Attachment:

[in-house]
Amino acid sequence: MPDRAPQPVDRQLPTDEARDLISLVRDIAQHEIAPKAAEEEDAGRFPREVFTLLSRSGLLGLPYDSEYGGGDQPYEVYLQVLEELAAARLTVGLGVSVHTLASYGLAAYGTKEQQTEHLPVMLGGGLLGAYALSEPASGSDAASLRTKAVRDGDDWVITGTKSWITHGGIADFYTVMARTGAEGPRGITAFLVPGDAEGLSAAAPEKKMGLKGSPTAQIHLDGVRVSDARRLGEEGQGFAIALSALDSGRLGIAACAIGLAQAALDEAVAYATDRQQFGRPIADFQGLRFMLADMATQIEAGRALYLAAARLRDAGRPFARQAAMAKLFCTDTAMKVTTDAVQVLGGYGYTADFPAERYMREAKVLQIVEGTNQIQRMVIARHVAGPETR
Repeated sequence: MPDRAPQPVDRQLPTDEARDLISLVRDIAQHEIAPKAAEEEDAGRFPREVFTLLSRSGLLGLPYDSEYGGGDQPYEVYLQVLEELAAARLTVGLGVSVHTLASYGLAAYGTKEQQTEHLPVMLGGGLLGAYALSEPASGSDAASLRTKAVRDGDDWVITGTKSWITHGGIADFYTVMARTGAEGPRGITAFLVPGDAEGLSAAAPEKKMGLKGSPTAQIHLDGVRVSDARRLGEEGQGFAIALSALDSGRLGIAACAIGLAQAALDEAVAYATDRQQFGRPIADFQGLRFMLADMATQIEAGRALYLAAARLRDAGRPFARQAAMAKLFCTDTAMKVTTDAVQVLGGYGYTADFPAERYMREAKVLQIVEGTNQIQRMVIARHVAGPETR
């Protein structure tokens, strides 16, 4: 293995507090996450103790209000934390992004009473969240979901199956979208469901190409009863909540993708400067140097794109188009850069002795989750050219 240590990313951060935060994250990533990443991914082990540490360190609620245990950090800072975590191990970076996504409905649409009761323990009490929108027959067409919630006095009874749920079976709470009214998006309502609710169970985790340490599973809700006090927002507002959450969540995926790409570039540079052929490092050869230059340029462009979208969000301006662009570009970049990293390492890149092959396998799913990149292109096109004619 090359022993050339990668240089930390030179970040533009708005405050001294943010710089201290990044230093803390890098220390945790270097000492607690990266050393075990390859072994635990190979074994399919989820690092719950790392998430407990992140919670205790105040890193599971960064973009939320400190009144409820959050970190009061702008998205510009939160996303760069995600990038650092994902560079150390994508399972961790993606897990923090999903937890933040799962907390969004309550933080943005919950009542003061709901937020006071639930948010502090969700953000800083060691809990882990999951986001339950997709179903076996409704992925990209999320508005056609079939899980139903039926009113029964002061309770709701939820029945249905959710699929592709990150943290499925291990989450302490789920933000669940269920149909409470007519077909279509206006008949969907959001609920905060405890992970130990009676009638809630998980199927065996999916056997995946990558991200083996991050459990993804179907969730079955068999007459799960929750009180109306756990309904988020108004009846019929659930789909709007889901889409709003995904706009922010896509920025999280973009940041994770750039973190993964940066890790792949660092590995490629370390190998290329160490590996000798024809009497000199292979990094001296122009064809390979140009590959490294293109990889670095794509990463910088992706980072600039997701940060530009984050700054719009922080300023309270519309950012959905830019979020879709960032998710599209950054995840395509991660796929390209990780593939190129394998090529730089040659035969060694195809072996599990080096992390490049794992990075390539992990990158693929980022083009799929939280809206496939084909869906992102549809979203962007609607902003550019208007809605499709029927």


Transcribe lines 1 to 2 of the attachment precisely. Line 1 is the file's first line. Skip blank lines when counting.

[in-house]
Amino acid sequence: MPDRAPQPVDRQLPTDEARDLISLVRDIAQHEIAPKAAEEEDAGRFPREVFTLLSRSGLLGLPYDSEYGGGDQPYEVYLQVLEELAAARLTVGLGVSVHTLASYGLAAYGTKEQQTEHLPVMLGGGLLGAYALSEPASGSDAASLRTKAVRDGDDWVITGTKSWITHGGIADFYTVMARTGAEGPRGITAFLVPGDAEGLSAAAPEKKMGLKGSPTAQIHLDGVRVSDARRLGEEGQGFAIALSALDSGRLGIAACAIGLAQAALDEAVAYATDRQQFGRPIADFQGLRFMLADMATQIEAGRALYLAAARLRDAGRPFARQAAMAKLFCTDTAMKVTTDAVQVLGGYGYTADFPAERYMREAKVLQIVEGTNQIQRMVIARHVAGPETR